- Trend towards usage of 70 to 110-seat Jets
- Replacement and rightsizing of aircraft fleet
- Increased demand for self-service (53% in Europe)
- Pilot shortage

However the biggest challenge at the top of the political agenda is the environment. Currently aviation contributes 2% of global manmade carbon emissions. In addition, by 2011 as can be seen in figure 1. passenger numbers will exceed 2.75 billion and the world’s airlines will move 36 million tonnes of air cargo. This would increase the emission by another 1% reaching 2050.

Airlines, therefore invest billions in new fuel-efficient aircraft with advanced avionic systems, but the industry and governments mutually will need to face the future with a globally harmonised approach to both infrastructure and environment.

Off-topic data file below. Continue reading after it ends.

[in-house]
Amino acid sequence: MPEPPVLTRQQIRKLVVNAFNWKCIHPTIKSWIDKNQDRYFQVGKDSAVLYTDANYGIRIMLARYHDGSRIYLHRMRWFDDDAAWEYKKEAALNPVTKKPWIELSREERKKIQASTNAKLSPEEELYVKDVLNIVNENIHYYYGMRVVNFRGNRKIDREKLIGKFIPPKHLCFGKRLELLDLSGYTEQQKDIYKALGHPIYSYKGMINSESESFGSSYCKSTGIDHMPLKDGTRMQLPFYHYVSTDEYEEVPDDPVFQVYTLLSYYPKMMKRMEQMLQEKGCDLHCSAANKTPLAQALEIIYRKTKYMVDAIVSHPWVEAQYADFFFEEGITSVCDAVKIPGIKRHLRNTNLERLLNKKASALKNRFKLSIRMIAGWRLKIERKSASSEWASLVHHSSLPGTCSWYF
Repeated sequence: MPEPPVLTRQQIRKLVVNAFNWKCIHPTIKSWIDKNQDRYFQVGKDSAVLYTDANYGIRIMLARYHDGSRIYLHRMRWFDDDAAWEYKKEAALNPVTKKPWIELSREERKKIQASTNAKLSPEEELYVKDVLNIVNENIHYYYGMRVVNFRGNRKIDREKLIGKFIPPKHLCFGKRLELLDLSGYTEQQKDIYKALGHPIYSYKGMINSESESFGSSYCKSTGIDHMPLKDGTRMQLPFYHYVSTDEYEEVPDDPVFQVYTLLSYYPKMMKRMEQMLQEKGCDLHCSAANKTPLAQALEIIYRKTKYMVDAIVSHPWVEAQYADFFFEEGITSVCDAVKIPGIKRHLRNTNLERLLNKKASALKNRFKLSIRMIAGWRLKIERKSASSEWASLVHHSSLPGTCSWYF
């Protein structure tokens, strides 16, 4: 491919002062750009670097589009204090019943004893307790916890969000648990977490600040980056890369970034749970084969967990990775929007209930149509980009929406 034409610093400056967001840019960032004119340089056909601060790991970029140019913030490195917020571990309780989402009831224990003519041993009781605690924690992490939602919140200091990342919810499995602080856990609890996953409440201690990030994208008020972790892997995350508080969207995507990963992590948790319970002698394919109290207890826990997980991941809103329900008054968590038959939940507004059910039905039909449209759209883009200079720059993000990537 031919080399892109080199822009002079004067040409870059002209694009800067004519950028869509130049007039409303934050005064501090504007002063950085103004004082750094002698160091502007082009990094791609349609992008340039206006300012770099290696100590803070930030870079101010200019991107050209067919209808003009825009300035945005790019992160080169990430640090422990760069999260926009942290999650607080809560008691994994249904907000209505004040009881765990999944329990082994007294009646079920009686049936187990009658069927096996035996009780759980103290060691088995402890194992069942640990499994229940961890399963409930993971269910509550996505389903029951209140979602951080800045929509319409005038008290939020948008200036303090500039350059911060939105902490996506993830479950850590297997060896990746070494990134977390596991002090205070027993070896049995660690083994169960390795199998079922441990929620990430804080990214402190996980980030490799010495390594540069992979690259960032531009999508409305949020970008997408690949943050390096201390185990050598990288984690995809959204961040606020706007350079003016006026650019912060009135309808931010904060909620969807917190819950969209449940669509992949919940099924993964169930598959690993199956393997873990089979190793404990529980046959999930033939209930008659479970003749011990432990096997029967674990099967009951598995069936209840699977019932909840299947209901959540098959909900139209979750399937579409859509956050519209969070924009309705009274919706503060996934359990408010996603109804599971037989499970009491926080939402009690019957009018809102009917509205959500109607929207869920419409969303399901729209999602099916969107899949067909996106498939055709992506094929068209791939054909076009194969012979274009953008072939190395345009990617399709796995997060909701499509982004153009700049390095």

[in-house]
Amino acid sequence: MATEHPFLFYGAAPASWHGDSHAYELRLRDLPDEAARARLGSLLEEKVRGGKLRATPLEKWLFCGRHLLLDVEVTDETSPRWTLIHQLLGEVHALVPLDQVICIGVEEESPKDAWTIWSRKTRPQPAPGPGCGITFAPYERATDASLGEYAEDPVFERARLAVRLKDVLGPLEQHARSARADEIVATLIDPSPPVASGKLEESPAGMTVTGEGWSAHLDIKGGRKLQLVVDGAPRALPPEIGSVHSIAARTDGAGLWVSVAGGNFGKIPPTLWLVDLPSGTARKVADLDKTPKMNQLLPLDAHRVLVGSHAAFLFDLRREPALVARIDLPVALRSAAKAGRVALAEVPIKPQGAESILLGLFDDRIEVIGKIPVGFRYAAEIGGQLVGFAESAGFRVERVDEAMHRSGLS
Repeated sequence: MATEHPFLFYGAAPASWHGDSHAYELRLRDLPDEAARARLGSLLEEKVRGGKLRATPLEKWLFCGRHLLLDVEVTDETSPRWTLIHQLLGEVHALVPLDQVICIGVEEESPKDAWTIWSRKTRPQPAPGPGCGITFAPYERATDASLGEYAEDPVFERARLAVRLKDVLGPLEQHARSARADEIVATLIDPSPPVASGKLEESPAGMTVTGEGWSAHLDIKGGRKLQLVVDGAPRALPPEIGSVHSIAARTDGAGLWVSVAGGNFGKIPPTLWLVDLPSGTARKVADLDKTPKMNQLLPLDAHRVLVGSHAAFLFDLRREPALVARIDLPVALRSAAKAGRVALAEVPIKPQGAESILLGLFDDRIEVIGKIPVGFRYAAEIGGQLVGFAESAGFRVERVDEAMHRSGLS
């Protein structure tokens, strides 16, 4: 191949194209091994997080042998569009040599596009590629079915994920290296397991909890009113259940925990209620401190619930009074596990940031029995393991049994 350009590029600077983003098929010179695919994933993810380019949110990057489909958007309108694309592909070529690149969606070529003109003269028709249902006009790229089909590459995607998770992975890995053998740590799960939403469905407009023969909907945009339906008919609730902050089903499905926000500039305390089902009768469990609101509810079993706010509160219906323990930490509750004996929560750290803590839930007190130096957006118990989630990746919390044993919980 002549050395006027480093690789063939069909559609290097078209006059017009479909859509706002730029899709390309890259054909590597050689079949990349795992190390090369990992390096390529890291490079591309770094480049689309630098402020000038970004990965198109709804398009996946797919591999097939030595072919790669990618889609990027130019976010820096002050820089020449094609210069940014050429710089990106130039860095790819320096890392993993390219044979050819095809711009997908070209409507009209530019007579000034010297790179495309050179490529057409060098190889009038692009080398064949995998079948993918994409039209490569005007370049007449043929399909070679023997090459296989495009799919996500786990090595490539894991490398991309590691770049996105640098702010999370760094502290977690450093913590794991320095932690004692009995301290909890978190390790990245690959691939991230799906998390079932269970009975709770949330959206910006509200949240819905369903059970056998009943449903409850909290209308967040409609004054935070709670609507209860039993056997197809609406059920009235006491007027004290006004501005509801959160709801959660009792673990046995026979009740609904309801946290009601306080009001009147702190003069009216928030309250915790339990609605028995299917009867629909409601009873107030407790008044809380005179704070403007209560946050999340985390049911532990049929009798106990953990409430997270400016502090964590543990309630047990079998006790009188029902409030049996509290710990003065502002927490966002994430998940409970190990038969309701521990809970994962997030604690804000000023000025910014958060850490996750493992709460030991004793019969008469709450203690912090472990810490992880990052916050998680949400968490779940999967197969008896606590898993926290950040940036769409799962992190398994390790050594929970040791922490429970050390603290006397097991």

To cope with all the mentioned threats most of the European carriers are part of alliances (e.g. One world, Star Alliance) or have significant strategic partnership. In addition, the industry has an important support network consisting of a variety of associations and lobbies acting in place of the interest of members e.g. IATA, ATAG, ICAO and EASA. Nevertheless, it is expected that the European airline industry will fall in its global share from about 24% to 21% in 2025 as can be seen in figure 2.

illustration not visible in this excerpt

4 Appliance of the Model to the European Airline Industry